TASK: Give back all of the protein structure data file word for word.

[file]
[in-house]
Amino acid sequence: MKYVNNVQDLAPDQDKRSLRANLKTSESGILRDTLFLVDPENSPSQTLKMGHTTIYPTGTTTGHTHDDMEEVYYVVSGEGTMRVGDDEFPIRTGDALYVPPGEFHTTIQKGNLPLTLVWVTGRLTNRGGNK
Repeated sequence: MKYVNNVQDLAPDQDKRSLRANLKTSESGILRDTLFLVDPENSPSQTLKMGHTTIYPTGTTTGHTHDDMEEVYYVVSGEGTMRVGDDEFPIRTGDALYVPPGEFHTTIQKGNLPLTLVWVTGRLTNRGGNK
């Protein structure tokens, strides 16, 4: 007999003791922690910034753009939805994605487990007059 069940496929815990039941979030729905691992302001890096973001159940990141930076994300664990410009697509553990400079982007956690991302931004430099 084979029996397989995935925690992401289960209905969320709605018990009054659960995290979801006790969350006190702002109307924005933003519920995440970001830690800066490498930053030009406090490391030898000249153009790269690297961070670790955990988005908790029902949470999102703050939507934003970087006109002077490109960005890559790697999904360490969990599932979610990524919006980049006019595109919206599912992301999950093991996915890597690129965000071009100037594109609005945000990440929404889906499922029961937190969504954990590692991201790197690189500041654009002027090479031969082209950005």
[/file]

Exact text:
[in-house]
Amino acid sequence: MKYVNNVQDLAPDQDKRSLRANLKTSESGILRDTLFLVDPENSPSQTLKMGHTTIYPTGTTTGHTHDDMEEVYYVVSGEGTMRVGDDEFPIRTGDALYVPPGEFHTTIQKGNLPLTLVWVTGRLTNRGGNK
Repeated sequence: MKYVNNVQDLAPDQDKRSLRANLKTSESGILRDTLFLVDPENSPSQTLKMGHTTIYPTGTTTGHTHDDMEEVYYVVSGEGTMRVGDDEFPIRTGDALYVPPGEFHTTIQKGNLPLTLVWVTGRLTNRGGNK
């Protein structure tokens, strides 16, 4: 007999003791922690910034753009939805994605487990007059 069940496929815990039941979030729905691992302001890096973001159940990141930076994300664990410009697509553990400079982007956690991302931004430099 084979029996397989995935925690992401289960209905969320709605018990009054659960995290979801006790969350006190702002109307924005933003519920995440970001830690800066490498930053030009406090490391030898000249153009790269690297961070670790955990988005908790029902949470999102703050939507934003970087006109002077490109960005890559790697999904360490969990599932979610990524919006980049006019595109919206599912992301999950093991996915890597690129965000071009100037594109609005945000990440929404889906499922029961937190969504954990590692991201790197690189500041654009002027090479031969082209950005």